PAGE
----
25 October 2011

The 2012 Republican Candidates as Robots


Are you excited about the potential Republican candidates for the 2012 election? I sure am, and not just because the world will end on 21 December 2012 before they'd ever be sworn in. No, for the first time ever, every single GOP prospect is a robot in disguise (but just barely!)! The following is a list of the candidates and a description of their robotic origins.
Mitt Romney: Repurposed, recently declassified government robot originally designed to infiltrate and take over terrorist cells using good looks and charisma. The project was scrapped due to the failure to rid the programming of a glitch causing the robot to smile creepily all the time.
Herman Cain: Experimental next-generation chatterbot intended to automate pizza orders. The AI evolved and began mocking the economically impoverished people placing pizza orders.
Newt Gingrich: Prototype consensus-building bot scrapped due to frequent overheating, stalling and shut downs whenever consensus subroutines were activated.
Rick Perry: Evangelator 6000, representing an innovation in robotics as it functions despite completely lacking a logic board.
Ron Paul: Steam-powered automaton with miniaturized hydraulic dynamos for movement and an analytical engine with attached gramophone for receiving and transmitting speech. Debuted alongside Heinz ketchup at the 1876 Centennial Exposition in Philidelphia.
Michele Bachmann: “Pleasure” android designed by Mitsubishi Heavy Industries. Malfunctioning by accepting command inputs exclusively from closeted gay men.
Rick Santorum: A fail-safe device created in the 1960s by the Young Americans for Freedom as a defense against moral degradation in the United States. Kept in hibernation mode until its hyper-reactive programming was activated by the combined morphic field levels of open homosexuality, belief in the theory of evolution, and disregard for the sanctity of life.
Jon Huntsman, Jr.: Cheap Chinese knock-off of the Mitt Romney robot.
Gary Johnson: Trans-dimensional drone created by the shadow organization known as The Invisible Hand to represent its interests in the economics of our dimension.

10 October 2011

Butcher’s Block: A Critical Review of Cutting-Edge Art

Artist: Mikenzie, b. 2005
Title: Mommy and Daddy and Me and Uncle Ty-Ty
Medium: Crayon on copier paper
Venue: My refrigerator
Value: Priceless
Mommy and Daddy and Me and Uncle Ty-Ty is a prime example from Mikenzie’s Family Portraits period, demonstrating the artist’s innovative use of color and perspective. Her earliest known works, such as the subversive, abstract mural Doggie (now lost, having been painted over by the authoritarian regime under which Mikenzie works) and the provocative Favorite Shirt, Ruined in which the medium was the artist’s own vomit, tended to show an almost infantile playfulness and exuberance in composition and expression. In contrast, the Family Portraits period is characterized by restraint and maturity, subtly turning societal and cultural norms on their respective heads.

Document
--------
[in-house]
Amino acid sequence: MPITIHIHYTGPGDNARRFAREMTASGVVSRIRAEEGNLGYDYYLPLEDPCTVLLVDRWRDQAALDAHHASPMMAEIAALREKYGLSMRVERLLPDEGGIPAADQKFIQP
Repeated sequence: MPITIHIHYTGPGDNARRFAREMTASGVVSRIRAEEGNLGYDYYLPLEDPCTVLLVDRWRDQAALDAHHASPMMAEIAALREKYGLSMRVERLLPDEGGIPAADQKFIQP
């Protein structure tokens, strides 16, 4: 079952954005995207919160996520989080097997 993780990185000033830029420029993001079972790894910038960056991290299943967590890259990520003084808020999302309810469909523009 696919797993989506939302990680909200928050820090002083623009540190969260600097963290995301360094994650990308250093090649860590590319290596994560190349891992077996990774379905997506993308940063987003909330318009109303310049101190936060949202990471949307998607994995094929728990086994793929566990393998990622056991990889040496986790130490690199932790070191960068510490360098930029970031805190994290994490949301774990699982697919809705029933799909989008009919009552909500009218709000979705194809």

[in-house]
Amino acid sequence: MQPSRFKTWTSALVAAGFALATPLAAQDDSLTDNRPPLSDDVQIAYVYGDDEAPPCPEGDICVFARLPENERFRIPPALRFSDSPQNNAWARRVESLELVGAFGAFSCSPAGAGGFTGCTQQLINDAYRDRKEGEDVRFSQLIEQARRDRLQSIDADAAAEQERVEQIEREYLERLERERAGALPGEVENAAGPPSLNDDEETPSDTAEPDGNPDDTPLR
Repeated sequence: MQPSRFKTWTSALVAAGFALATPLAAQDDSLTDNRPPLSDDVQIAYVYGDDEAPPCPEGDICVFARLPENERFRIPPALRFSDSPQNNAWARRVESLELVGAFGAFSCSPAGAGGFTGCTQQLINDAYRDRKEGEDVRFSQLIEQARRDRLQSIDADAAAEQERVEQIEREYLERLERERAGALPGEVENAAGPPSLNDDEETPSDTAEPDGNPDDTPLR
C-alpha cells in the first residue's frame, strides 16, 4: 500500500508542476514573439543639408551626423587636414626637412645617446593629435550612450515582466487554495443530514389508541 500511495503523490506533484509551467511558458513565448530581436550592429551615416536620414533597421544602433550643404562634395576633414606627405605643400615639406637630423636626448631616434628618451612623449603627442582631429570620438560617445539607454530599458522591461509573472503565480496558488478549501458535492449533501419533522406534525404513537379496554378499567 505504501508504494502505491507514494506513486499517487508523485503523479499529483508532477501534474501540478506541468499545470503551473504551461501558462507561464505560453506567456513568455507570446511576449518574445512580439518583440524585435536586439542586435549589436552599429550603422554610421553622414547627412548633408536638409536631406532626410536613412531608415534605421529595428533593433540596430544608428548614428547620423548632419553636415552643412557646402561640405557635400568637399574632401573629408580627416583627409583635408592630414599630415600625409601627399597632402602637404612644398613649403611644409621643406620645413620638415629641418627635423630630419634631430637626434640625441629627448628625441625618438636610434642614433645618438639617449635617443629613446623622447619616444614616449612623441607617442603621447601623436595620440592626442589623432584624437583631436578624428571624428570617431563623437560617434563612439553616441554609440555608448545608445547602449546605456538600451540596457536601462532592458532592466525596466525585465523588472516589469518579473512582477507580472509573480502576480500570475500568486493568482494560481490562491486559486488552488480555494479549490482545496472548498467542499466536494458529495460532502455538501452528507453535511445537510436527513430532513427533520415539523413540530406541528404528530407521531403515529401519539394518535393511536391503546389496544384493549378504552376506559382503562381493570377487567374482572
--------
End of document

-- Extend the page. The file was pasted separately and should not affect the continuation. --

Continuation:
The subject matter of Mommy and Daddy and Me and Uncle Ty-Ty, as with much of the Family Portraits series, is that of domestic life, the family and Americana. Intensely personal— it depicts Mikenzie’s closest relatives outside the artist’s simple domicile—, it is nevertheless a critique of broad cultural values, exposing the childish naiveté inherent in holding on to the vanishing American dream.
Stylistically, the furtive scribbles portray a certain dissatisfaction, a bottled fury which rages against the artificial restraints of a so-called “perfect life.” The vibrant, cartoonish palette simultaneously mocks the advertising and marketing which reinforces the false dream of the nuclear family and celebrates the irrepressibility of life in the face of such manufactured, corporate-sponsored meaninglessness. Lastly, the flattened perspective serves to enhance the sense of shallow satisfaction which comes as a result of pursuing the American dream. Certainly, we exclaim to ourselves and the world, there must be something more.
Indeed, Mommy and Daddy and Me and Uncle Ty-Ty forces us to ask several questions. At what cost do we hold on to such a happy, care-free view of the future? Is it not to find ourselves with atrophied arms and legs, barely able to stand, unable to interact meaningfully with our world, our reality? Do our own lives, lived in pursuit of an ill-defined dream, perhaps utterly lack depth as a consequence? And how do we confront the all-too-human desires for individuality and community, and when does the latter come dangerously close to destroying the former? Brilliant.